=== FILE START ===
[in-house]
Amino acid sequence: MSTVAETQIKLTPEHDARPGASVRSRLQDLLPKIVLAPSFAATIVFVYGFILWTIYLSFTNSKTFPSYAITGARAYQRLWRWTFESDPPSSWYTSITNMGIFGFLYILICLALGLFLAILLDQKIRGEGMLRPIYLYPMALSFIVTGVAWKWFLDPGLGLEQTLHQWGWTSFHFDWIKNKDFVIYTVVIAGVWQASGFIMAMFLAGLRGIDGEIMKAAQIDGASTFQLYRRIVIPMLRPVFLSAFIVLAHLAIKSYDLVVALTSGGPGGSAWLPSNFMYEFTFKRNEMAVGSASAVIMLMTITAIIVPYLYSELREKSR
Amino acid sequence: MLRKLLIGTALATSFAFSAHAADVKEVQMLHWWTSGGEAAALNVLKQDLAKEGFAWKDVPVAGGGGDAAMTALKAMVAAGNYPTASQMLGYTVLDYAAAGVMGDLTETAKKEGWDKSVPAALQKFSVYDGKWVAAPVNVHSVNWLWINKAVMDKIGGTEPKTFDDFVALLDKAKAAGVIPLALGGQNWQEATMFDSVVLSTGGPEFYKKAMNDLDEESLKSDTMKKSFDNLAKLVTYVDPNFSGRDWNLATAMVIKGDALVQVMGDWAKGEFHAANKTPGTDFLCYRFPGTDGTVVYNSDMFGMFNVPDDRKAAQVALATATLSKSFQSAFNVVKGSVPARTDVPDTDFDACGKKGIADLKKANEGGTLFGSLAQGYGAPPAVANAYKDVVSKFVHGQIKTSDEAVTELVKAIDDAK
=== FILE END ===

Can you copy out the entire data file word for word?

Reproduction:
[in-house]
Amino acid sequence: MSTVAETQIKLTPEHDARPGASVRSRLQDLLPKIVLAPSFAATIVFVYGFILWTIYLSFTNSKTFPSYAITGARAYQRLWRWTFESDPPSSWYTSITNMGIFGFLYILICLALGLFLAILLDQKIRGEGMLRPIYLYPMALSFIVTGVAWKWFLDPGLGLEQTLHQWGWTSFHFDWIKNKDFVIYTVVIAGVWQASGFIMAMFLAGLRGIDGEIMKAAQIDGASTFQLYRRIVIPMLRPVFLSAFIVLAHLAIKSYDLVVALTSGGPGGSAWLPSNFMYEFTFKRNEMAVGSASAVIMLMTITAIIVPYLYSELREKSR
Amino acid sequence: MLRKLLIGTALATSFAFSAHAADVKEVQMLHWWTSGGEAAALNVLKQDLAKEGFAWKDVPVAGGGGDAAMTALKAMVAAGNYPTASQMLGYTVLDYAAAGVMGDLTETAKKEGWDKSVPAALQKFSVYDGKWVAAPVNVHSVNWLWINKAVMDKIGGTEPKTFDDFVALLDKAKAAGVIPLALGGQNWQEATMFDSVVLSTGGPEFYKKAMNDLDEESLKSDTMKKSFDNLAKLVTYVDPNFSGRDWNLATAMVIKGDALVQVMGDWAKGEFHAANKTPGTDFLCYRFPGTDGTVVYNSDMFGMFNVPDDRKAAQVALATATLSKSFQSAFNVVKGSVPARTDVPDTDFDACGKKGIADLKKANEGGTLFGSLAQGYGAPPAVANAYKDVVSKFVHGQIKTSDEAVTELVKAIDDAK